DORIAN: It's cool being in a big city, when it's a the whole city is your campus kind of thing.
JIM: We share this space with an internationally known and respected technical college, Illinois Institute of Technology, and also actually on the campus here, Vandercook school of music. Shimer has a cross-registration agreement with those schools.
MOHINI: It's really easy to pick and choose what you're interested in, if it's not at Shimer, and you can't get a tutorial or an elective started at Shimer about it, you can conceivably go to IIT or Harold Washington or Vandercook.
JESUS: I've cross registered at Vandercook, which is a music school that's also on campus.
DORIAN: I do want to take an architecture class at IIT.
MOHINI: I've also done courses at Harold Washington in statistics and art.
MICHAEL: I cross-registered for a class in abnormal psychology my second semester here.
MOHINI: When you figure out that not only do you get access to four or five colleges in Chicago alone, but that you can go to England and get credits that don't interfere with your graduation, it's like a whole world opening up.
MICHAEL: Like any other kind of slightly arrogant high schooler, of course, you would want to be able to go to Oxford without having to actually get in.
ALLISON: If you have a really obscure desire to learn something very obscure, it's much more possible to do that in Oxford.
HAROLD: For the students that were there, it was a transformative experience.
ALLISON: Shimer students and staff and faculty and Board of Trustees get a share in how the college is governed, it's not one body kind of laying down the law, but it's everyone involved having a say and kind of pitching in together to create what they want this place to be.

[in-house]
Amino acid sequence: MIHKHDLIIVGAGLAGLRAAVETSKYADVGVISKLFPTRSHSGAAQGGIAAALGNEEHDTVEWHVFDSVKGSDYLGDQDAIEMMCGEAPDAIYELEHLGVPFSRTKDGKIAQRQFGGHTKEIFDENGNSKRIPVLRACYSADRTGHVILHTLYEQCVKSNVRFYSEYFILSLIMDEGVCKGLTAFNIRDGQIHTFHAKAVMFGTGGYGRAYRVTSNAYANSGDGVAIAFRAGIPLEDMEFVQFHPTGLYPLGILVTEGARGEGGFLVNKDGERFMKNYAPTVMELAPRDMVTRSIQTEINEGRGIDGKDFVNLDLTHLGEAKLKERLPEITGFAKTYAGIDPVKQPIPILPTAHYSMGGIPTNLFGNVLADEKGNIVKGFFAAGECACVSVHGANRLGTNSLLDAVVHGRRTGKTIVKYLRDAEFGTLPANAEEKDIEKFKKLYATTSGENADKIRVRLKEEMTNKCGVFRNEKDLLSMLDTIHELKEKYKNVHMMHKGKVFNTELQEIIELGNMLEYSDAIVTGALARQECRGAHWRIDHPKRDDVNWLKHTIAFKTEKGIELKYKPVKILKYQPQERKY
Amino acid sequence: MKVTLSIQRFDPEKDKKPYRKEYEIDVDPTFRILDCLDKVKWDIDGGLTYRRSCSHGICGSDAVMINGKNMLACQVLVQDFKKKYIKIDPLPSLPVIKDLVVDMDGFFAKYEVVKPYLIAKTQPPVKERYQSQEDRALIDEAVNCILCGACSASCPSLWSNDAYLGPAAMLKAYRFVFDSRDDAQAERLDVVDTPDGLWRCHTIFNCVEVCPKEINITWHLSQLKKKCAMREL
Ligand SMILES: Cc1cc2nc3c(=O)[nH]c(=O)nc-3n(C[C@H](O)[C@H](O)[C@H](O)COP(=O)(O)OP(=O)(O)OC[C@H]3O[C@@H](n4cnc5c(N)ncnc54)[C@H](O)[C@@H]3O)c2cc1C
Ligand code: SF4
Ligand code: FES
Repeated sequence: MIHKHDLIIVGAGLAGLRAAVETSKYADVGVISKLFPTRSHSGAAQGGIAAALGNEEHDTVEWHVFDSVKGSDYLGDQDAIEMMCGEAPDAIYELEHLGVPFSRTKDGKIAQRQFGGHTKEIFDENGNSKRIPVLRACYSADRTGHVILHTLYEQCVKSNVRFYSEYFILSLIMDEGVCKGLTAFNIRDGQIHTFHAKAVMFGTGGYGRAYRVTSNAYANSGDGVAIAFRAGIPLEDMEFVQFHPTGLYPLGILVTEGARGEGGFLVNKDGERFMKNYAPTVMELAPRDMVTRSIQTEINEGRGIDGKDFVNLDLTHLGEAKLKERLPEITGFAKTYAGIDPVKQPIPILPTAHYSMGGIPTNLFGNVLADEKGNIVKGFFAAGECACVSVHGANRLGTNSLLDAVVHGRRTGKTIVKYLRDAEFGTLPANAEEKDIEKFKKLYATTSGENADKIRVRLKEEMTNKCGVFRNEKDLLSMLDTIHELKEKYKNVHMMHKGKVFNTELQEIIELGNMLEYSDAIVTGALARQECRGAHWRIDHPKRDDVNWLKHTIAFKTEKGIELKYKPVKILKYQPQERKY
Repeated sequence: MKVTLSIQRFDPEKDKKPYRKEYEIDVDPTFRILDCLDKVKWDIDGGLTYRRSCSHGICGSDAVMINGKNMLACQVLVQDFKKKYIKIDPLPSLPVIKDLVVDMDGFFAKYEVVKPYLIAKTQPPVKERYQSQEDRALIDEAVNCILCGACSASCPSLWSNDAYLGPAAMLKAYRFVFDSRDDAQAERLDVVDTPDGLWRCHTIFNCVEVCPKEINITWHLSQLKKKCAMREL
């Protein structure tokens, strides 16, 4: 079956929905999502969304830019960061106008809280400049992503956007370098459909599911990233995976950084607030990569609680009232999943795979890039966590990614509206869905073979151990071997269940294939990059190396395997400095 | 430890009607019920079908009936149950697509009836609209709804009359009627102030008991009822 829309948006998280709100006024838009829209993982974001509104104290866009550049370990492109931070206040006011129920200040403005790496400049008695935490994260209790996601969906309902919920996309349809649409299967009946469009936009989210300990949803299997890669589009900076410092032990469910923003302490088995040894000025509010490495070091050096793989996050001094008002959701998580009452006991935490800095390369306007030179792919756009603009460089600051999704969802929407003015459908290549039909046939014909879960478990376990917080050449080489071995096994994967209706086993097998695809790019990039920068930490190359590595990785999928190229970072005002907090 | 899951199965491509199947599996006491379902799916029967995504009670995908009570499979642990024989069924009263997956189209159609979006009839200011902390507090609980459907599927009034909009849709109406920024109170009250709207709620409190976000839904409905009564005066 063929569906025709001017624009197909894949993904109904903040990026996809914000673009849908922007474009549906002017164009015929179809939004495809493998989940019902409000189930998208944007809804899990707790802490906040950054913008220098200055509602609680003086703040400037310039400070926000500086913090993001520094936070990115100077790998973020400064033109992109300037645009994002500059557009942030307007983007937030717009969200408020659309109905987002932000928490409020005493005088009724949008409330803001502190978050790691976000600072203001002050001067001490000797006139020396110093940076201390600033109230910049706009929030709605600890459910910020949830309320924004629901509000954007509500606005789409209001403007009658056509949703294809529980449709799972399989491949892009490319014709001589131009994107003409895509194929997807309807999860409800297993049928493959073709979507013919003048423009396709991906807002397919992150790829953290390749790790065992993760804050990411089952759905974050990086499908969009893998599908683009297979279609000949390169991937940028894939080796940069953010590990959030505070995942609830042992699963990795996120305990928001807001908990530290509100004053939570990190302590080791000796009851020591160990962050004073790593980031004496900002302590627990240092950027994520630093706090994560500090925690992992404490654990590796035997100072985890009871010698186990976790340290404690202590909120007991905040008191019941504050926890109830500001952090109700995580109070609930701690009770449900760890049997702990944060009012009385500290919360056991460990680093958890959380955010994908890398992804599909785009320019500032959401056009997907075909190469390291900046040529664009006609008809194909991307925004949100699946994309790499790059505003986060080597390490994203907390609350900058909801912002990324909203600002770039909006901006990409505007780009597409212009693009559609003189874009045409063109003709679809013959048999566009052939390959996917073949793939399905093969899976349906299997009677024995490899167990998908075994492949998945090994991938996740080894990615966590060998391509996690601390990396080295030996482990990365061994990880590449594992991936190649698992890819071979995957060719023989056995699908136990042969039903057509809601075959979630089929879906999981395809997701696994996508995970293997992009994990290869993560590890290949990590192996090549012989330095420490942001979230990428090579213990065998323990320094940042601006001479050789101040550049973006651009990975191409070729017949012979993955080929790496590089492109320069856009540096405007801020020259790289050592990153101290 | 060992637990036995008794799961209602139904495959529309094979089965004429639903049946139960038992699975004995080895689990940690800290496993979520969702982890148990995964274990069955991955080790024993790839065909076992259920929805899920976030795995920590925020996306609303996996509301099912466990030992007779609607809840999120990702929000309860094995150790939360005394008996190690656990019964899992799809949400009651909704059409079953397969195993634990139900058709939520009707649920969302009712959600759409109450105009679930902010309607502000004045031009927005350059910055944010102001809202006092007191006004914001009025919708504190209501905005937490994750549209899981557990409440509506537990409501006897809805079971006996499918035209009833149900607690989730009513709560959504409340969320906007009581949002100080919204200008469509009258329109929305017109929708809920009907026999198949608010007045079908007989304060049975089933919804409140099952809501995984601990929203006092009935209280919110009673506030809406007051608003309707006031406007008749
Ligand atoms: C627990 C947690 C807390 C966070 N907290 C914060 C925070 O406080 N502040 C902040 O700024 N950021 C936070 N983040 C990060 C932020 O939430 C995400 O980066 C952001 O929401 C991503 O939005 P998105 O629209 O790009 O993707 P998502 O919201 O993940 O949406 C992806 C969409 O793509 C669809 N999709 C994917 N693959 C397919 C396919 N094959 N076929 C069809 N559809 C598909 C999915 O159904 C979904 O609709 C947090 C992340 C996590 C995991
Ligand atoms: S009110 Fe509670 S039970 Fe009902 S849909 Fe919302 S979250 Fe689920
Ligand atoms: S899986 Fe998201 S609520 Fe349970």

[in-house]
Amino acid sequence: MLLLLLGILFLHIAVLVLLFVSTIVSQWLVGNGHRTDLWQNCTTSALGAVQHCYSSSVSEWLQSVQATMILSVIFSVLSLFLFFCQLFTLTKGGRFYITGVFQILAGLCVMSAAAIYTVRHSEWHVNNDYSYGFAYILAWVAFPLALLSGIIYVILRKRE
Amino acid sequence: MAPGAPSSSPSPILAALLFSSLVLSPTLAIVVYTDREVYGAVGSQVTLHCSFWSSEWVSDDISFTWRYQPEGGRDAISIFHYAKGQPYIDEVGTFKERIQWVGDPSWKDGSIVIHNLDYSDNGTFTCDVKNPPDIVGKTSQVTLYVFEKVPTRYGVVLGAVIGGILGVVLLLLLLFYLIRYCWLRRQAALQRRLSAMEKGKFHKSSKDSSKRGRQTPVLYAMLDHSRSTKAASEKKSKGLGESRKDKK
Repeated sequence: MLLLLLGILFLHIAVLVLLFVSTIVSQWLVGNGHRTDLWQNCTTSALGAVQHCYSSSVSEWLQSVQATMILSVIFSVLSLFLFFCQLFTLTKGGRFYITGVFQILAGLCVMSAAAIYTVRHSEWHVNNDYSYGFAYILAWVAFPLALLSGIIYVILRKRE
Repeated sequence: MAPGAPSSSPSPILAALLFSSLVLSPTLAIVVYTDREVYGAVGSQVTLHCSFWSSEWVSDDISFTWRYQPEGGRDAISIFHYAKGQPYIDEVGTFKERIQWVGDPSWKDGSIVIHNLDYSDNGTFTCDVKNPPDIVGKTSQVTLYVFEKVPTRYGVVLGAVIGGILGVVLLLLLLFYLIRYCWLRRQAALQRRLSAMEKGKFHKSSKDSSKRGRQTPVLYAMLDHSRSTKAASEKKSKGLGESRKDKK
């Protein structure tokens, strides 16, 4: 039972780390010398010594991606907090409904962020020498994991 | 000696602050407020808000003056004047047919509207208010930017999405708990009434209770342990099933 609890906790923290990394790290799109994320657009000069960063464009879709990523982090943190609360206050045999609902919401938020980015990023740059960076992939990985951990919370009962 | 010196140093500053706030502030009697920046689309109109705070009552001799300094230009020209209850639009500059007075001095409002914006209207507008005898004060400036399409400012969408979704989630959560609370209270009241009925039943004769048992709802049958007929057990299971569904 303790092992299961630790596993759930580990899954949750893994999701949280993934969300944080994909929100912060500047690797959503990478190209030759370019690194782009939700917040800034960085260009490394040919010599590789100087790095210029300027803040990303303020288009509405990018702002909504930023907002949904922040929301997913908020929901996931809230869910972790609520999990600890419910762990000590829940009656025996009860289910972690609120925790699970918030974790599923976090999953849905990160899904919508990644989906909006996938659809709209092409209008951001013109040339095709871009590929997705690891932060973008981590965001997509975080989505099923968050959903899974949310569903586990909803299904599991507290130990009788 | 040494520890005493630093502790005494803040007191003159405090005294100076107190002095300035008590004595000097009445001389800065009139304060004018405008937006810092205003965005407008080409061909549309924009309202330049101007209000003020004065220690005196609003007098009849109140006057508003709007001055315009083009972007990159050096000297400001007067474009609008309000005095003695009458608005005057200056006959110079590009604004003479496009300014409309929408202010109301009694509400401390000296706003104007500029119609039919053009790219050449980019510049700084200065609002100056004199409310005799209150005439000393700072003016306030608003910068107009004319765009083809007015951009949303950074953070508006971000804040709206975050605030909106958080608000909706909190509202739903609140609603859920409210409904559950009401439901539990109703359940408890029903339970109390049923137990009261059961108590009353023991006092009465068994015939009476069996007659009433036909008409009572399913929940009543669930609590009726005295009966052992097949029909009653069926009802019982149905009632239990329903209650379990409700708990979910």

DINAH: You get to hear everything that's being voted through, everything that's being proposed, and your voice is completely heard.
ERIK: Shimer just sort of represented a way for me to take control of my education in a way that I didn't really have the ability to do either at my high school or at most colleges that I looked at.
DORIAN: I visited my junior year and I absolutely fell in love with it, and I was obsessed with it, and I kept talking about it.
JILL LESLIE: Once I came to my mother saying "I found this great school called Shimer that is just so amazing and I don't want to go anywhere else," she knew I wanted to go to Shimer. So she completely supports me and she loves the fact that I'm here.
DON MOON (former president and professor of natural sciences): At Shimer, your son, your daughter will learn to find her or his own voice, will gain a kind of courage.
DORIAN: I've had people tell me, "liberal arts degree, what are you going to do with that?"
MICHAEL BERRY (alumnus and former president of Barnes & Noble): It wasn't strictly knowledge that they gave me, but a methodology of how to approach complex problems with critical reasoning, with critical thought.
DINAH: Because at Shimer you're taught to think critically at every point; so you're not just listening, you're listening and really deconstructing what students say.
DON: The kind of skills that the world needs in terms of being able to communicate, being able to evaluate, being able to speak one's mind, are part and parcel of what Shimer is.
DORIAN: It just changes the way that I looked at the world, myself and other people, and I feel that is to me the most practical thing of all.
JESUS: I remember sitting there and asking the facilitators, have you guys figured it out? Do you guys have an answer? And them looking at me and saying like, welcome to the club, you know?
DORIAN: This is where I was to begin with [makes narrow "V" with hands joined at wrist], and when I came to Shimer, it's like ... [opens "V" shape until hands are spread out wide]